The car, which was made of fiberglass over a plywood frame, flew to flinders. We all held our breath while the crew rushed forward and flipped the wreck over. There was nothing left but the wheels, chassis, engine and seats. The driver had slumped over onto the mannequin riding in the girl's seat and emerged with only a broken finger. He was taken immediately to a nearby bar for first and second aid. Fortunately, the director had the foresight to fake the landing ahead of time - filming the car driving away safely on the far side of the bridge - and they were able to cut a commercial together.

In retrospect, the accident was obvious. The wedge-shape of the sports car was aerodynamically designed to force the nose down so it would hold the road on tight curves. It was a specialist. The jalopy had all the aerodynamics of a milk cow, but that allowed it to obey the laws of physics in a simple, uncomplicated way. Of the two vehicles, the jalopy was naive, closer to the least common denominator and therefore more adaptable.

The lesson for speakers? Beware of separating yourself from people with special language, superior learning or high-hat attitudes. Jargon, acronyms, "inside" information, pulling rank, showing off your credentials – all these "special" aspects of your knowledge, education or experience may alienate you from your audience. Be sure to meet them on neutral ground by sharing your simple humanity.


A Thought to Ponder
A Workshop With Coach Mike

"All the world's a stage . . ." and some of us are woefully under-rehearsed! Shakespeare was right, we each play many parts in our time. For business people the roles usually take place in an office or boardroom - small, one-on-one performances - to sell something. And occasionally, big, bravura roles on the speaker's platform with everything on the line require a more heroic performance. How are your reviews? Is there any part of your performance, your presentation - large or small, that you wish was better? Why not take a day to work on it? Presentation is a skill, after all, and we can always improve a skill - all you need is the desire, a bit of time, and a good coach.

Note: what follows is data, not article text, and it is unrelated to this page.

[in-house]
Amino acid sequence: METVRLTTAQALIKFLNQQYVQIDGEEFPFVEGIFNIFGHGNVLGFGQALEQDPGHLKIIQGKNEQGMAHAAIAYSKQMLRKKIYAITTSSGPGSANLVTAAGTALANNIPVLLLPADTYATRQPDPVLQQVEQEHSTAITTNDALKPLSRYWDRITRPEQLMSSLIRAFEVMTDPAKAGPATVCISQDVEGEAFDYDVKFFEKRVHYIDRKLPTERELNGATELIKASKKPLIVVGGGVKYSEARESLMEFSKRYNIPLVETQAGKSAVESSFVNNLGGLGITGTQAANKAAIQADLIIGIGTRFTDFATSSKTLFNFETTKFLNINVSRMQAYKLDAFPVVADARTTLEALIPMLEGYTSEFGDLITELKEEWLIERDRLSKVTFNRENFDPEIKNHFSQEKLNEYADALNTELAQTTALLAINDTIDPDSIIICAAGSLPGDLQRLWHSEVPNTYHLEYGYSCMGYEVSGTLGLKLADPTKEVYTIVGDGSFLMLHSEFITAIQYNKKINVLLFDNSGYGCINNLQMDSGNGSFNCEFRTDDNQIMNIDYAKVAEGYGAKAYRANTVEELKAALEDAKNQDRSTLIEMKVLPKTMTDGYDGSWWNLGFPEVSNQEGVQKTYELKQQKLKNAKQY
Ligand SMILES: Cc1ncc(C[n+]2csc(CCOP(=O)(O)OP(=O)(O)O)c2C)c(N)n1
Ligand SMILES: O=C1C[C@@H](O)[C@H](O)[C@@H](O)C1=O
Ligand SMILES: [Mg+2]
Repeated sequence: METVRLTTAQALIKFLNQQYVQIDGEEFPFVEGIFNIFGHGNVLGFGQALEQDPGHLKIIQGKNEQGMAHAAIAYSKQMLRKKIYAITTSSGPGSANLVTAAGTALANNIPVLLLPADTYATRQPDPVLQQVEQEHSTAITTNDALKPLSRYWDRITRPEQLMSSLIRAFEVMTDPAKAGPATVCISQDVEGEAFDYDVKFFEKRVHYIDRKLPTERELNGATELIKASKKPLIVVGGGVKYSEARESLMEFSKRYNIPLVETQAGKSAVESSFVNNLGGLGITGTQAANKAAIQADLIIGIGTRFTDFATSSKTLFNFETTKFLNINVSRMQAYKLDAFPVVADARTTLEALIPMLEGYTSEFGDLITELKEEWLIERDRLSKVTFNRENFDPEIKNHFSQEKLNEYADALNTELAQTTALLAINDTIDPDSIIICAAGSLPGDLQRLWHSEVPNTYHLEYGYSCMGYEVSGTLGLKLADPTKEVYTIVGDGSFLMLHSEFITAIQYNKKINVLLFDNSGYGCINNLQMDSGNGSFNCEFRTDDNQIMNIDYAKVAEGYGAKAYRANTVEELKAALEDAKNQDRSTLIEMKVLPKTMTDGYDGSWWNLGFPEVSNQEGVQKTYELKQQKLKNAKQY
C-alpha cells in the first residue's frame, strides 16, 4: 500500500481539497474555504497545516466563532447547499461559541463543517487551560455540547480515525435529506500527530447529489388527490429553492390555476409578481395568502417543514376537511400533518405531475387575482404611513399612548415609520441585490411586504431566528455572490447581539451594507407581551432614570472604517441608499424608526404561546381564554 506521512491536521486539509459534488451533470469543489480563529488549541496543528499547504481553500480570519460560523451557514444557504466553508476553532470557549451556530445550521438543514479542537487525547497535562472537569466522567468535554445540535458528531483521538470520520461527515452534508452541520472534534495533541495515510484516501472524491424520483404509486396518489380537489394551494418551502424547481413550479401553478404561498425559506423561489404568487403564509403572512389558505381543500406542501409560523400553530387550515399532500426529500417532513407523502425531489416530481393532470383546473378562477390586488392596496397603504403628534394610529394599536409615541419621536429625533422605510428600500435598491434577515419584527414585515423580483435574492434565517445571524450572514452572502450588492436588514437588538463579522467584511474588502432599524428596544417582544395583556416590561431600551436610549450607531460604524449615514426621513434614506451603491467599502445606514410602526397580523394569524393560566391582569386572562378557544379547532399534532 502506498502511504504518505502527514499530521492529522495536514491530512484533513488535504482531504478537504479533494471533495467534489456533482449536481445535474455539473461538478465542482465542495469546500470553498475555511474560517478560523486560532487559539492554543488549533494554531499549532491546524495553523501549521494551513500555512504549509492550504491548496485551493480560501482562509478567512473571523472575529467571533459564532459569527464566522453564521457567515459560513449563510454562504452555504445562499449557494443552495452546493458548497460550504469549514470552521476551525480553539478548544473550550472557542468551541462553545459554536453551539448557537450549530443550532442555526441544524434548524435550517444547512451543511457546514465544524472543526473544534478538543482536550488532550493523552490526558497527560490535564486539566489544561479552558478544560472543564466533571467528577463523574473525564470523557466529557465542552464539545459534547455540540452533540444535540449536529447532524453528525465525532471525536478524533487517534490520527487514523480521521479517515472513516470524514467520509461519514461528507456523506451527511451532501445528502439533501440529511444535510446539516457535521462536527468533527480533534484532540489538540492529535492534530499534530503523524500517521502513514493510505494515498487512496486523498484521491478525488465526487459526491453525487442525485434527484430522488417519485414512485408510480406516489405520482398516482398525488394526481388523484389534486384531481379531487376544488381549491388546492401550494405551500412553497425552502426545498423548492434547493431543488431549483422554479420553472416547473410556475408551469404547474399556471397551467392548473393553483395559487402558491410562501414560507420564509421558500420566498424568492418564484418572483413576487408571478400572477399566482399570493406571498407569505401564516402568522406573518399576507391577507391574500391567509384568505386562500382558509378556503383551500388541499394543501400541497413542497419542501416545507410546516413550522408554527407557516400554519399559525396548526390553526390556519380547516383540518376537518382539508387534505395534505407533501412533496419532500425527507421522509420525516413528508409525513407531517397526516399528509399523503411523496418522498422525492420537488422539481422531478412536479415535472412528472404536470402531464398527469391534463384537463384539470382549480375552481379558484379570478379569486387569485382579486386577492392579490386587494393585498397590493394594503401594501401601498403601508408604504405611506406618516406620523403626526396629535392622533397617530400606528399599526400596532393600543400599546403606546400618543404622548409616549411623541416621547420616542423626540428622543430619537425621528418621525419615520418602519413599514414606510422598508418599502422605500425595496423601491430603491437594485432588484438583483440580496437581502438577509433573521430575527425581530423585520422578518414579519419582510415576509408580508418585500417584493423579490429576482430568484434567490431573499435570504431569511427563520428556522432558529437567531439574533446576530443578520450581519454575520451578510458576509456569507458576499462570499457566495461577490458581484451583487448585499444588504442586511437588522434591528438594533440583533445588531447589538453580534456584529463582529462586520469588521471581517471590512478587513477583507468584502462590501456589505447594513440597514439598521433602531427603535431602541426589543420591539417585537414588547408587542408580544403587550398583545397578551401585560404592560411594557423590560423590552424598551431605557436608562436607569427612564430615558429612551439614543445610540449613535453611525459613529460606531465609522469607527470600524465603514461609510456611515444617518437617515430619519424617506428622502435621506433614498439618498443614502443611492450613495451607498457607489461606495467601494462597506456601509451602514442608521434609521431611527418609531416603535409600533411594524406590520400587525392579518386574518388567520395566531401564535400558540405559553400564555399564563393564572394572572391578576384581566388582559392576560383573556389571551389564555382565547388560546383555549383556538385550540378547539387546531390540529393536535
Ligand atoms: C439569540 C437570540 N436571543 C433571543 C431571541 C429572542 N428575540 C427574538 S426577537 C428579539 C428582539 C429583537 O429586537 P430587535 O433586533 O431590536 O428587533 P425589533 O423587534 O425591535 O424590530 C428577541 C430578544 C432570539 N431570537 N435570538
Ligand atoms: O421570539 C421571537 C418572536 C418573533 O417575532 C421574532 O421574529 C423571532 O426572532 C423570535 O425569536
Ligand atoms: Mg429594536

Which roles would you like to work on? Marketing? How's your elevator speech? Sales? Can you make your pitch warmer? More compelling? Leadership? How do your employees see you? Can you improve that relationship? Your PowerPoint presentation? Are you losing the battle with the screen? Maybe you just want to get over your nervousness? These are just a few of dozens of personal performance problems you could work on - if only there were a workshop somewhere.

Good news! Give me a call and we'll put together just such a workshop. If you have a group of presenters who want to ramp up their skills I'll be happy to come in and make that happen. You'll be surprised at how much fun it is! This could be a great opportunity to put your presentation skills into rehab. You'll have a chance to work with a world-class coach in a professional environment, for a full day of learning, practice and growth.

We'll work on your voice, posture, gestures, facial expression, and movement. We'll put you on video and help you overcome stage fright. And because we'll limit the class size to no more than eight people, you'll have plenty of face time with the coach. Then, we'll follow up to make sure you keep applying the things you learn.

You'll come away with new skills, more confidence and a brighter attitude toward your presentations.